A Culture of Emptiness

Within himself, St. Francis created
a culture of emptiness,
an empty space for God to fill.
To become empty,
we need to do nothing,
need to press the pause bottom
on our society’s addictive need to be productive,
to always be doing something.

I think we need to create
a culture of emptiness
more than Francis did,
as modern life is
so filled with busyness,
so cluttered with unfiltered information
tirelessly generated by the media and the internet,
so over-stimulated by
a dizzying array of electronic gadgets,
so pressured by the allure
of nonstop advertising,
and so driven by productiveness,
we are almost incapable of stillness
and can’t tolerate silence.
It was in stillness and silence
that Francis forged
his inner cloister of emptiness
and flamed his desire for God.

For Francis, his form of monasticism
had no walls,
for the world was his cloister;
but he was diligent
in periodically retreating
to places of solitude
where he could be renewed
and find a clear sense of direction
for his forays into the wider world
of activity and human commerce.

The Person in the Mirror

Who I am on the surface is not the true me. I’m not who I appear to be. My exterior is only the person I think I am, and the guy I put on display for others to see. The real me is buried deep within – unknown even to me, unknown to all but God. I must cast off this projected exterior image, my false self, and discover my true self, the person I was created to be. That process of losing and finding is the stuff of sainthood. I’m living in a dense forest of unreality. Finding my way out is a difficult, confusing, scary task.

The key to finding myself is finding God.

I’m transformed into my true self through the power of the One hidden in me. There is nothing I can do on my own. Even stripping myself of all that is not God will not bring me any closer to the reality of God. The only thing I can do is to respond to God’s call to enter into union with God.

I created my external self, not God. Out of the clay of my own egocentric desires, my own selfish, sinful actions, I molded the person I see in the mirror, the person who loves to flee reality. The real me, my true self, sleeps silently in the depths of my being, undisturbed by all my surface activity, waiting, patiently, to be awakened by God. My true self was created by God, made for God. And I cannot be my true self without knowing God. I am hidden in God. And God is hidden in me.

On my own I can learn something about God through reason and reading, but, as Merton writes in New Seeds of Contemplation: “There is no human and rational way in which I can arrive at that contact, that possession of Him which will be the discovery of Who He really is and Who I am in Him.” Merton goes on to say: “The only One Who can teach me to find God is God, Himself, alone.”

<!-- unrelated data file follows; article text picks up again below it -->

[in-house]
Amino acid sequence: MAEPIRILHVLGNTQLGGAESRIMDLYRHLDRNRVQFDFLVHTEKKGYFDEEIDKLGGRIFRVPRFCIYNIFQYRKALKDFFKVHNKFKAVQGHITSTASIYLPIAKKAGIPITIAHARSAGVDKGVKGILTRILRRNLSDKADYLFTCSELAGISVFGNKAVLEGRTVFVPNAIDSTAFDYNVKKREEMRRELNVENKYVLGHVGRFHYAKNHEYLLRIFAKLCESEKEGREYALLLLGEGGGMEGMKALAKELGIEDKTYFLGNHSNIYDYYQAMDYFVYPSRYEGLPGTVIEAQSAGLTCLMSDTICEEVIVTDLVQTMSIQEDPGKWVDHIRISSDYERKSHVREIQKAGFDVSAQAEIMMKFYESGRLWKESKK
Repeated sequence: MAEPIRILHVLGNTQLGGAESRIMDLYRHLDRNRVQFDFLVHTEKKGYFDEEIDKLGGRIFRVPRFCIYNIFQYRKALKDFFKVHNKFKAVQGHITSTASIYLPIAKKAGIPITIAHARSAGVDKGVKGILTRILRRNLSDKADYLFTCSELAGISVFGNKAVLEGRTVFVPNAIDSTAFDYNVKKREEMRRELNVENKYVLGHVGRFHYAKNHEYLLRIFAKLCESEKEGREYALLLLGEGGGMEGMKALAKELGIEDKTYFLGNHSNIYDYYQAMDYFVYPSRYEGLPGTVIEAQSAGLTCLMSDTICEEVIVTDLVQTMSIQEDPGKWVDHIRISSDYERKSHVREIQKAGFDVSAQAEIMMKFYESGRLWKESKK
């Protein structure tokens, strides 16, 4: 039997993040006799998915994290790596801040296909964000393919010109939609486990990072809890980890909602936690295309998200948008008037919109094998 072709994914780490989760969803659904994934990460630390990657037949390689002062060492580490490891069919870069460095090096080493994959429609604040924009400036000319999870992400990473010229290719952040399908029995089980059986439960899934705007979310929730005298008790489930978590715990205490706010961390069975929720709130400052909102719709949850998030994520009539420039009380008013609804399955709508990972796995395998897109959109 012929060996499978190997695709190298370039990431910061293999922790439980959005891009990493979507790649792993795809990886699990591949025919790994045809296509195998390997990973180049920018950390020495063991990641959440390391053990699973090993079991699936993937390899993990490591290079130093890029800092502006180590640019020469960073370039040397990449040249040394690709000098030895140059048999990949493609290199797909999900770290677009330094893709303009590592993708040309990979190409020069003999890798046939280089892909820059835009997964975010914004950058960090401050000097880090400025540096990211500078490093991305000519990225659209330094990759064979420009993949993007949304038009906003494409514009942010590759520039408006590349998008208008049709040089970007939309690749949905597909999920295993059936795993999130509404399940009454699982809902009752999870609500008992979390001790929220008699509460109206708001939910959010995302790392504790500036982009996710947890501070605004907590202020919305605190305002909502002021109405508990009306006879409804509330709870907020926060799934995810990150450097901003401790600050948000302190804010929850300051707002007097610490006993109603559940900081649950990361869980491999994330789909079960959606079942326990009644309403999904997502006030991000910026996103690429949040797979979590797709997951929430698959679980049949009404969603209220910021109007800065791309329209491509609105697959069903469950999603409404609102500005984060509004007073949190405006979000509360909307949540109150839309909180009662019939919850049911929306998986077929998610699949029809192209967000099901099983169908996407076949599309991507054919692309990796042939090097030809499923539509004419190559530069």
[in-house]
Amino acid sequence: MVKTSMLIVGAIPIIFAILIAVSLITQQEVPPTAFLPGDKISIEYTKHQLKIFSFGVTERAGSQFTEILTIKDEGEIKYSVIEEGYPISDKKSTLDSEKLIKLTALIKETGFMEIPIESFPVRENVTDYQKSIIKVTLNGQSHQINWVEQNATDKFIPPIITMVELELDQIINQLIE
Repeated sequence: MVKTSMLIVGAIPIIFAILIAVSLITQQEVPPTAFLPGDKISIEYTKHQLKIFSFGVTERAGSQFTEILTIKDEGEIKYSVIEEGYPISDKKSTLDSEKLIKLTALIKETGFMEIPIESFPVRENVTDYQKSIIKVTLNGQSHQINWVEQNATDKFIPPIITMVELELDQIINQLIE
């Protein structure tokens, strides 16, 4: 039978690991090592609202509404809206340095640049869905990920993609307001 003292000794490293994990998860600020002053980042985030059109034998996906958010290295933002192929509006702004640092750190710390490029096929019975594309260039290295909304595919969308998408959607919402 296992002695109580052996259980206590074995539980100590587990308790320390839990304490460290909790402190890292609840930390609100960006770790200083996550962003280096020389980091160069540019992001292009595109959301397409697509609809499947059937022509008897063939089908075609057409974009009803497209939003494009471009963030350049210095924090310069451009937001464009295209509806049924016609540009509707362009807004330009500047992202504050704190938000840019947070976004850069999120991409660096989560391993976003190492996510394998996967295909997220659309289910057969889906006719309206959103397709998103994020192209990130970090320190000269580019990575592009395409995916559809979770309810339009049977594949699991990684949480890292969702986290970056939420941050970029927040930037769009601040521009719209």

For most of my life, I was moving away from God, carried along on the tide I created. All along I had been fighting a Wind which had been trying to force me to turn in the opposite direction. My initial movement away from God was propelled by the influence of sin, and was powered by my ego and illusions. The habits acquired while traveling in the wrong direction are hard to reverse.

The superficial, fictional me I see in the mirror is far from the reality of God. The guy in the mirror is incapable of transcendent experiences. Only my openness to God’s call can put me on the path to becoming more receptive to the mystical dimension hidden within me.

This stuff doesn’t come quickly or easily…which is why we don’t bother with it. I devoted a few pages of the first edition of The Sun and Moon Over Assisi to explaining Merton’s ideas on the true and false self stuff. Mostly I quoted sources who understood. I had deceived myself into thinking I understood. In truth, my mind sort of got it – but it was just another theory neatly tucked away in a dingy corner of my brain. Slowly, I am beginning to “see” it with different eyes.

Thomas Merton, whom Pope Francis mentioned in his address before Congress last week,  wrote so clearly about deep spiritual things that we think we get it. The fact is, his understanding was hidden in his words, which only point the way, showing us the right direction. But we must walk alone. Only God can teach me how to find God…which is why so many true contemplatives are so reluctant to talk about their inner life. They cannot teach us anything – aside from a few techniques to help us get started. But even those, with God’s help, we can figure out on our own.

Find a quiet place. Sit. Be still, mentally and physically. And listen. Easy? No. It is the most difficult thing in the world. Nothing seems to be happening. Results take a lifetime. Maybe even longer.

We are so far from God, it is beyond our ability to measure. Merton knew this, even after a quarter of a century as a monk. He knew he was far from his goal, and had miles to go. Perhaps he came close in Asia. Perhaps not. Only God knows.

God Provides

Recently after my early morning prayer time, I was left feeling scattered and a bit perplexed. In a word, I felt unnourished. I guess I wanted to “hear” something, something that would feed me. Instead I endured a noisy silence, hearing nothing but my own scattered thoughts, most of which reflected my concern about my inability to raise sufficient funds to effectively operate the Pax et Bonum Communications. We seem always on the brink of extinction. Then, as I pushed myself away from my desk, I spotted a little book I had not looked at in years. The book featured selected readings from the works of Ruth Burrows, an English Carmelite nun who is one of my favorite spiritual writers. I opened the book randomly and slowly read the following passage: